Nosocomial infections in a neonatal intensive care unit

Nosocomial infections in a neonatal intensive care unit

Material for the Review section, including books, monographs, reprints of articles, and audiovisuals, should be sent to Sego Matsumiya, R.N., Infectio...

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Material for the Review section, including books, monographs, reprints of articles, and audiovisuals, should be sent to Sego Matsumiya, R.N., Infection Cantroi Nurse, Veterans Administration Medical Center, 500 Foothill Blvd., Salt Lake City, UT 84148.

rature Nosocomial


in a neonatal

in, and J Freeman: J Infect Dis 144:449-459, 1981. Reprint requests: Dr. Donald A. Goldmann, Division of Infectious Diseases, Children’s Hospital Medical Center, 300 Longwood Avenue, Boston, MA 02115.

A 5-year study of nosocomial infections was conducted in a neonatal intensive care unit at Children’s Hospital Medical Center in Boston. An attempt was made to determine what host and therapeutic factors are associated with nosocomial infections. From January 1974 to February 1977, 5.2% of the infants had at least one major nosocomial infection. They were cared fcx in a crowded hectic unit that lacked basic infection control features. Risk factors for infections included low birth weight, patent ductus arteriosus, surgery, and multiple supportive measures. In February 1977, a new spacious nosocomial intensive care unit opened, with a threefold increase in space per infant, convenient sinks, isolation facilities, and a 50% increase in nursing staff. With these alterations, the nosocomial rate of major infections dropped to 0.9%. Host and therapeutic factors were comparable in the old and new nurseries. The authors conclude that the improvements in staffing and environment were instrumental in lowering the nosocomial rates. lnfectians



in nursing


Garibaldi, S Brodine, and S Matsumiya: New Engl J Med :731-735, 1981. Reprint requests: Dr. Richard Garibaldi, sion of fnfectious Diseases, University of Connecticut Health Center, Farmington, CT 06032.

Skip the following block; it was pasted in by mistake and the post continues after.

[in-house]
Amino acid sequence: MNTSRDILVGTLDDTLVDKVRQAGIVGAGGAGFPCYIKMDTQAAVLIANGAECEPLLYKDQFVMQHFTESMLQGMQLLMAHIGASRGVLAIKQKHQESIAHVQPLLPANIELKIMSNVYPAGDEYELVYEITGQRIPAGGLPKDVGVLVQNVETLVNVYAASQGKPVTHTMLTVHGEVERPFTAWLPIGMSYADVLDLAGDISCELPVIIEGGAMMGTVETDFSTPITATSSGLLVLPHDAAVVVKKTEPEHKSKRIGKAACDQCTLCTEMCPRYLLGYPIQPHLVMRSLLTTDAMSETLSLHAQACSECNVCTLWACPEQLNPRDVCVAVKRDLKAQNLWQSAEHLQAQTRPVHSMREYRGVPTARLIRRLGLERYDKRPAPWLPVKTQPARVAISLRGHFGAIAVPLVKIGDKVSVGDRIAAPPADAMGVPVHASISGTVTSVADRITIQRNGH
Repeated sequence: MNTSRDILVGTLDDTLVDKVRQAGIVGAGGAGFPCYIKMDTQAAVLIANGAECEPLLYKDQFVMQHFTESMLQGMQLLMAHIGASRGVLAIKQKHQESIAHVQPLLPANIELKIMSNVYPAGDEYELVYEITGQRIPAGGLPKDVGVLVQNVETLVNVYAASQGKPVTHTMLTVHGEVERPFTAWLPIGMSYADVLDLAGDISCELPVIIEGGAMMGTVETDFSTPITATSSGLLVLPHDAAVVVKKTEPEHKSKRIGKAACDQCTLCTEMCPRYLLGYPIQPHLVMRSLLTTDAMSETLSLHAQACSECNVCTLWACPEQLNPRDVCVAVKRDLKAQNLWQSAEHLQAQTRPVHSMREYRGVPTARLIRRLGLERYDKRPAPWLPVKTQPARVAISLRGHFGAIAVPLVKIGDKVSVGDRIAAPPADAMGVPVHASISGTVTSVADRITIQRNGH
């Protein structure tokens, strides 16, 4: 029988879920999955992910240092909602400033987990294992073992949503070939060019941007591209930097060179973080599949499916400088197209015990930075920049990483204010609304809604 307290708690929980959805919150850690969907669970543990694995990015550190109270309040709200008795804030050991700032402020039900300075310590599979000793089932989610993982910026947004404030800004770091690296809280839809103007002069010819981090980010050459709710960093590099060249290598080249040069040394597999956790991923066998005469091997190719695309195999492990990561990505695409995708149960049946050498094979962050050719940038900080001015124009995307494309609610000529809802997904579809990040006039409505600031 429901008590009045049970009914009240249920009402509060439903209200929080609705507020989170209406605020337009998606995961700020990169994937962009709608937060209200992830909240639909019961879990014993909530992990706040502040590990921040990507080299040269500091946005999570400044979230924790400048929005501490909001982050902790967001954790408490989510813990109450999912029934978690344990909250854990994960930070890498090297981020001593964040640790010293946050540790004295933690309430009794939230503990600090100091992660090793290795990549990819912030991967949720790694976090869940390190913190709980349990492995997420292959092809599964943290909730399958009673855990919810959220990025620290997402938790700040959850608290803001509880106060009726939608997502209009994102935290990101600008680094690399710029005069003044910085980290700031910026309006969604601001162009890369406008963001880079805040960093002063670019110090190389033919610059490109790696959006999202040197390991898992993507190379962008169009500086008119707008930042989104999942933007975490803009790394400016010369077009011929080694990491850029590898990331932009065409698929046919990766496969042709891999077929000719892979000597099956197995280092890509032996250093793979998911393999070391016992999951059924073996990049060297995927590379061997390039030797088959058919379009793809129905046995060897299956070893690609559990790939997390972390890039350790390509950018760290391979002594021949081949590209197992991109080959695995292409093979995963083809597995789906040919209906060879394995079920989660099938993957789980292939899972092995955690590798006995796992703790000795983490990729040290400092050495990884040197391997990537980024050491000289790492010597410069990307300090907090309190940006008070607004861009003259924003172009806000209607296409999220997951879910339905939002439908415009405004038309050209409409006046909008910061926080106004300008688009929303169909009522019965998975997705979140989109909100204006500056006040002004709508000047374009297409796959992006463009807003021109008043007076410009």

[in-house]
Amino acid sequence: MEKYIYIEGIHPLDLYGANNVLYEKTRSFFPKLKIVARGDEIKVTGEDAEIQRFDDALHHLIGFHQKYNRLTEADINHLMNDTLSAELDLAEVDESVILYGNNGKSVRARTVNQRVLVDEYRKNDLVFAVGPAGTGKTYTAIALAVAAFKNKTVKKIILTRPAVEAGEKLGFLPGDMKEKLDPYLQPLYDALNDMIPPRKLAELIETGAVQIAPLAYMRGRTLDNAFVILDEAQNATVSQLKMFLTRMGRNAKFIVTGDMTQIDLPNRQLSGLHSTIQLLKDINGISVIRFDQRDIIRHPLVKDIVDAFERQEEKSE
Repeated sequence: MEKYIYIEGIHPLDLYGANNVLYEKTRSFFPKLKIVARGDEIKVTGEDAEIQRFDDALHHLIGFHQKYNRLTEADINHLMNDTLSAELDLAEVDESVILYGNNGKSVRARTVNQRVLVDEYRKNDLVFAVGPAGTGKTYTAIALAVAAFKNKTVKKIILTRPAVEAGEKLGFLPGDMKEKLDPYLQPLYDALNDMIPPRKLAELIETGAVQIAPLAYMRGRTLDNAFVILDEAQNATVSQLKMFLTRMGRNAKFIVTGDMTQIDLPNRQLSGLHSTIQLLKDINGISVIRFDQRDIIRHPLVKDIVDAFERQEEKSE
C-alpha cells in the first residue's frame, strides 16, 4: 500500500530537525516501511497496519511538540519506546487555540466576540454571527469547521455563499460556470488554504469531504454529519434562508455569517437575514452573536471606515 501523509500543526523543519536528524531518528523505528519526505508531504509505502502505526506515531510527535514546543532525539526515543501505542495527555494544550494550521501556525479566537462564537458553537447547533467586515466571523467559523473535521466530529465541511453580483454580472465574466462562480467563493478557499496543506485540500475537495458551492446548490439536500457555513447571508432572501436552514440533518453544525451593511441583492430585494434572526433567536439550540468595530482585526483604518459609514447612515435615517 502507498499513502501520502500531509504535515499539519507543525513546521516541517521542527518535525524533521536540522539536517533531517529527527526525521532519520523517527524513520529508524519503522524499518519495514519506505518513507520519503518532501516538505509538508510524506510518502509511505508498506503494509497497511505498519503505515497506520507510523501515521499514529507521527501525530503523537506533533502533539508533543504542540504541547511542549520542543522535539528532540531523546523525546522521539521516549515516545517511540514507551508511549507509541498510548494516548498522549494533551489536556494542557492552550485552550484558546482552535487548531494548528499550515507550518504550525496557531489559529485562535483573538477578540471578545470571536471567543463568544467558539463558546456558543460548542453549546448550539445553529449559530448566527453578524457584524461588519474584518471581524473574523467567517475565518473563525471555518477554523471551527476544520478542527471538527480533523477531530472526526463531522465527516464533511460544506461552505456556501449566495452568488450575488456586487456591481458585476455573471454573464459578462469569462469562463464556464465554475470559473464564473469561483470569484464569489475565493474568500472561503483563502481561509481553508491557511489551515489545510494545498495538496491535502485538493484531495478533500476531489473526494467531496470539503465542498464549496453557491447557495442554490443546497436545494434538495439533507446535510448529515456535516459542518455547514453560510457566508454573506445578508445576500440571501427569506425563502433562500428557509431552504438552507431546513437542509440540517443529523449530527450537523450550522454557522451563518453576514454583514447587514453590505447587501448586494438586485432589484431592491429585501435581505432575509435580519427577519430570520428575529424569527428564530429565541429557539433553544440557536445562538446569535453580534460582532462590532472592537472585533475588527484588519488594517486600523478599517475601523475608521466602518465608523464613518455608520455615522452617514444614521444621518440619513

One-day surveys were conducted in seven skilled-care nursing homes in Salt Lake City, Utah, to review infection control policies and to

determine the prevalence of infections. These nursing homes did not have well-de~~elo~ed infection control programs. There were high patient-to-staff ratios, staffing by mostly nonprofessional personnel, frequent job turnover for employees, infrequent compensation for sick leave, and no general policies on immunizations for patients or staff. The prevalence of infections among 532 patients was 16.2%. Infected decubitus ulcers, conjunctivitis, symptomatic urinary tract infections, and lower respiratory tract infections were the most common types. Eighty-five percent of patients with indwelling urinary catheters had asymptomatic bacteriuria; many were colonized with antibiotic-resistant bacteria. Clustering of cases of upper respiratory tract infections, diarrhea, conjunctivitis, and specific types of bacteriuria suggested that localized outbreaks of infections occurred frequently. The authors suggest the high prevalence of infectious diseases and clustering of cases may reflect an increased susceptibility of patients in nursing homes to infections, high employee turnover, or lack of attention to infection control practices. They suggest fmther studies be done and guidelines be established to minimize the risks of infection For these patients. Infections after elective bypass sur lower limb ischemia: The ~~flwe~~e preoperative transcutaneous arterio MD Landreneau and S Raju: Surgery 90:956-961, 1961. Reprint requests Seshadri Raju, M.D., 2500 N. State St., Jackson, MS 39216.

Investigators in the Department of Surgery at University of Mississippi -Medical Center and the Veterans Administration Hospital in Jack-